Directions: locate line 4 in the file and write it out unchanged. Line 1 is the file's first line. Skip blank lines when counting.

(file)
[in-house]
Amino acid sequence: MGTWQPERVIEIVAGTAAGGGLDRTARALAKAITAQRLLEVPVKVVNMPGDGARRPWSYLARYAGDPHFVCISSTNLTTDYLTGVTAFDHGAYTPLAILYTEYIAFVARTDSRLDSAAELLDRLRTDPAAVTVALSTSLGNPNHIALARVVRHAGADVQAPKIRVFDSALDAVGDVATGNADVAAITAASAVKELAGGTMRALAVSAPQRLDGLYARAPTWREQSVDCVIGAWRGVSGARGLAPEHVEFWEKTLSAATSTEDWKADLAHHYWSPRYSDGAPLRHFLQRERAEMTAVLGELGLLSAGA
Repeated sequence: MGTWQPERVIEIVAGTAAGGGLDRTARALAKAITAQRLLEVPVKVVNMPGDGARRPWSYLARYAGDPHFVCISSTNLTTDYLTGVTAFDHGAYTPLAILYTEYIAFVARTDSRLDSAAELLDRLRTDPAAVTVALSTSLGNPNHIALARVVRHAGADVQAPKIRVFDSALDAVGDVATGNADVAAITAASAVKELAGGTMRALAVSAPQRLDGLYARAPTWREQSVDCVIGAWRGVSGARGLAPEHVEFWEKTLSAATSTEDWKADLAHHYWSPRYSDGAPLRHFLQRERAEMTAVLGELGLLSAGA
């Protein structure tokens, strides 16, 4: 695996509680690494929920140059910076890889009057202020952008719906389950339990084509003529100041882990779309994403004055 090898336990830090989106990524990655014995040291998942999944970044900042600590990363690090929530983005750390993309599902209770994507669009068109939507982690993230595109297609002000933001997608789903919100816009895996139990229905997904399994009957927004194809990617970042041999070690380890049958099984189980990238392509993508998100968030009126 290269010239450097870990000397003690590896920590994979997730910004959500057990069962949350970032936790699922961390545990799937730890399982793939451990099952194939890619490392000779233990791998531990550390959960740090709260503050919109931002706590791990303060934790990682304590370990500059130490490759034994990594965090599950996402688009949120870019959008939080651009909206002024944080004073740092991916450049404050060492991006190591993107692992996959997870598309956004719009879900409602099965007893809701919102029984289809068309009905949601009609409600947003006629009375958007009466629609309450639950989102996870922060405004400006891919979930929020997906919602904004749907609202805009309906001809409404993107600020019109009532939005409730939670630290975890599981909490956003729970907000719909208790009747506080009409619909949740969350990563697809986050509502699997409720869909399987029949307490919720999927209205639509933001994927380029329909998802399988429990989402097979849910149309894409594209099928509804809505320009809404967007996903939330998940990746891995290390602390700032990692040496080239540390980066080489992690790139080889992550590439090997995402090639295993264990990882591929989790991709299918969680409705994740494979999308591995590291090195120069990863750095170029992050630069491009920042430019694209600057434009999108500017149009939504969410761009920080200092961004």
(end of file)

């Protein structure tokens, strides 16, 4: 695996509680690494929920140059910076890889009057202020952008719906389950339990084509003529100041882990779309994403004055 090898336990830090989106990524990655014995040291998942999944970044900042600590990363690090929530983005750390993309599902209770994507669009068109939507982690993230595109297609002000933001997608789903919100816009895996139990229905997904399994009957927004194809990617970042041999070690380890049958099984189980990238392509993508998100968030009126 290269010239450097870990000397003690590896920590994979997730910004959500057990069962949350970032936790699922961390545990799937730890399982793939451990099952194939890619490392000779233990791998531990550390959960740090709260503050919109931002706590791990303060934790990682304590370990500059130490490759034994990594965090599950996402688009949120870019959008939080651009909206002024944080004073740092991916450049404050060492991006190591993107692992996959997870598309956004719009879900409602099965007893809701919102029984289809068309009905949601009609409600947003006629009375958007009466629609309450639950989102996870922060405004400006891919979930929020997906919602904004749907609202805009309906001809409404993107600020019109009532939005409730939670630290975890599981909490956003729970907000719909208790009747506080009409619909949740969350990563697809986050509502699997409720869909399987029949307490919720999927209205639509933001994927380029329909998802399988429990989402097979849910149309894409594209099928509804809505320009809404967007996903939330998940990746891995290390602390700032990692040496080239540390980066080489992690790139080889992550590439090997995402090639295993264990990882591929989790991709299918969680409705994740494979999308591995590291090195120069990863750095170029992050630069491009920042430019694209600057434009999108500017149009939504969410761009920080200092961004």